Your Dilemmas: My wife has become distance since her breast cancer diagnosis

In her weekly column, JOAN LONG, a Bishopstown psychologist and psychotherapist, answers readers’ queries
Your Dilemmas: My wife has become distance since her breast cancer diagnosis

"My wife has been very strong up to now but I have noticed over the last two weeks that she has become distant and does not have much communication with our children."

Dear Joan,

Two months ago, my wife was diagnosed with breast cancer. It was a huge shock for me and our children when we got the news but my wife and I decided immediately to be open and honest about it all to our children.

My wife has been very strong up to now but I have noticed over the last two weeks that she has become distant and does not have much communication with our children. She becomes angry when I ask her about this and isolates herself even more. I understand the side effects of chemo and I get why she is behaving like this but I find it difficult to handle.

Our children now say very little to her and they spend more time away from the home in order not to be around her. I’m worried that if anything were to happen to my wife, that the children would be left with the memory of an angry and distant mother.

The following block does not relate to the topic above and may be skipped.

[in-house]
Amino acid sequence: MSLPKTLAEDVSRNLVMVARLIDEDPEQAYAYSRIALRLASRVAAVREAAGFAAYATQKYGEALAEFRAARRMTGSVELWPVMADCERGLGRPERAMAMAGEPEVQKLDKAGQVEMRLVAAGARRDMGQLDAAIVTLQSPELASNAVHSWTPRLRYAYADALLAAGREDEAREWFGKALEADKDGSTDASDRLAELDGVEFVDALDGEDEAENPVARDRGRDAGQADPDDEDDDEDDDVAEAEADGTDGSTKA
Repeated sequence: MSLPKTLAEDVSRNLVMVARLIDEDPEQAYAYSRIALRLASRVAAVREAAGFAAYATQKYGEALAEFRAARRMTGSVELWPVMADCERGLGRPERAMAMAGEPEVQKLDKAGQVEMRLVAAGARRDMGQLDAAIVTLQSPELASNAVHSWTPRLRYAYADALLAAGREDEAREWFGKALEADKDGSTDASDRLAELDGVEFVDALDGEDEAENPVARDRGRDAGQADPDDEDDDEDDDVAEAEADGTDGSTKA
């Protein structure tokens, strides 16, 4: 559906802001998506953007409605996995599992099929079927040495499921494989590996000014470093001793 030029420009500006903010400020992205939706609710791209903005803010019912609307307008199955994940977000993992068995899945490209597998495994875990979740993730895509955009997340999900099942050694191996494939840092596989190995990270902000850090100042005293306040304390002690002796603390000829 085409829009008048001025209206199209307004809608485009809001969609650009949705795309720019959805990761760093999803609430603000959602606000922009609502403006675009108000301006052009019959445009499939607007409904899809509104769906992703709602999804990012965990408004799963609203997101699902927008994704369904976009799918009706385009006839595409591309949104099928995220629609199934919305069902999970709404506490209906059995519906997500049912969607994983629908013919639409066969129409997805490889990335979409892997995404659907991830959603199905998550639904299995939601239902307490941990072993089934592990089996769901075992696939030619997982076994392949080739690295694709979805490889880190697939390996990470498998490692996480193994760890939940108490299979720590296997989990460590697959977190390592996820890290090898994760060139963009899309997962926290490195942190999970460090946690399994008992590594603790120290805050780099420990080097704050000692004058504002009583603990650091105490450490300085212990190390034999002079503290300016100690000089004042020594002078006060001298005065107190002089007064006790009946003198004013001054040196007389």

It’s hard enough trying to cope with a sick wife, but the family situation is making it even more difficult. I wish my wife would be more open with our kids so that we could be a close family again.

Dear Reader,

Right now, you and your family are going through a very traumatic time and experiencing a wave of emotions. The closeness that was there has now been shattered by the reality of living with cancer.

Your wife is clearly feeling the physical and psychological effects of the treatment and it sounds like she is having a very difficult time. It’s possible that she is becoming distant in order to shield your children from witnessing the effects that she is enduring and maybe she wants to protect them from that.

For now, it is important that you continue to communicate with your children and ensure them that they are loved by you and your wife. They also need to know that their mother’s anger and distance is a result of the treatment and not based on anything personal.

I would suggest getting in touch with Cork ARC Cancer Support House or Cork Cancer Care Centre, both of which provide support to people with cancer and their families. It will also allow you and your children to meet and share with other families who are having similar experiences. For now, you are doing all you can at this very difficult time and I sincerely wish you the very best.

Joan.

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